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Jan 24, 2019

NYC transit chief slams Bombardier, halts deliveries: 'You have to hold their hands'

Once a high-flyer, Bombardier is now a laggard — what happened?

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Bombardier Inc. (BBDb.TO) said it is in the final stages of approving a “technical solution” to fix existing New York City Transit train cars, after the transit agency said it will stop taking new deliveries from the Canadian rail and aerospace manufacturer.

“We understand the frustration and we own the issue,” Bombardier spokesman Eric Prud’Homme said in an email to BNN Bloomberg. 

“We are in the final stages and working with NYC Transit to approve the technical solution to return the trains to service. We expect this to happen shortly.”

According to a Reuters report, NYC Transit President Andy Byford told a Metropolitan Transportation Authority (MTA) committee meeting this week that the transit service has stopped accepting deliveries after a number of Bombardier’s R179 subway cars were pulled from service partly because of air compressor software defects.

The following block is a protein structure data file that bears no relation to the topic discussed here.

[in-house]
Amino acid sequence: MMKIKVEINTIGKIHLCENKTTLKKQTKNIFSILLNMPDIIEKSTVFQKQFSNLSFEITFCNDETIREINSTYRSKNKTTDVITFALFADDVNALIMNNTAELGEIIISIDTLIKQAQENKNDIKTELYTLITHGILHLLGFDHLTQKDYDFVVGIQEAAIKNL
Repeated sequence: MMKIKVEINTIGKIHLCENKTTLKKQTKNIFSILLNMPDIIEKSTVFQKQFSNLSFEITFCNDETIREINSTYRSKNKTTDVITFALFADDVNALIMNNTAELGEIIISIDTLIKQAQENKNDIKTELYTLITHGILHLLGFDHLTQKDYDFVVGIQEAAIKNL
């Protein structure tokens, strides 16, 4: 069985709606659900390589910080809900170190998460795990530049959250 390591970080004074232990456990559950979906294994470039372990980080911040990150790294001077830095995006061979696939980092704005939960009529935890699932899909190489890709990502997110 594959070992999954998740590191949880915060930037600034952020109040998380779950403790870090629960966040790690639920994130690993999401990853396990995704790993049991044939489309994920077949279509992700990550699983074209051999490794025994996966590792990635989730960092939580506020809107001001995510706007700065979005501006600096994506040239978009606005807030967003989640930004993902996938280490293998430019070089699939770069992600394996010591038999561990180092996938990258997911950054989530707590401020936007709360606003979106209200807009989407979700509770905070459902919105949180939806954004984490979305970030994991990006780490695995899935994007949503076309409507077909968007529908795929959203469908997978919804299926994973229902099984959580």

Prud’Homme said NYC Transit indicated it will resume taking deliveries once Bombardier has fixed the issue.

Bombardier has delivered more than 160 rail cars to NYC Transit to date, Prud’Homme said. In 2012, New York City ordered 300 R179 subway cars for about US$600 million, with the original completion of delivery set for early 2017.

This isn't the first time Byford has faced challenges with Bombardier. In his previous role as head of the Toronto Transit Commission he expressed frustration with delayed streetcar deliveries.

“It’s grueling. You have to stay on [Bombardier’s] case,” Byford said at the MTA meeting this week. “You have to hold their hands. You have to cajole them. You have to apply liquidated damages, which we’ve been doing.

“You have to make it clear to them that they’re not going to get another contract the way they’re going.”

Shares in Bombardier were up more than two per cent on Friday, after closing 4.46 per cent lower - or 9 cents - at $1.93 on the Toronto Stock Exchange on Thursday.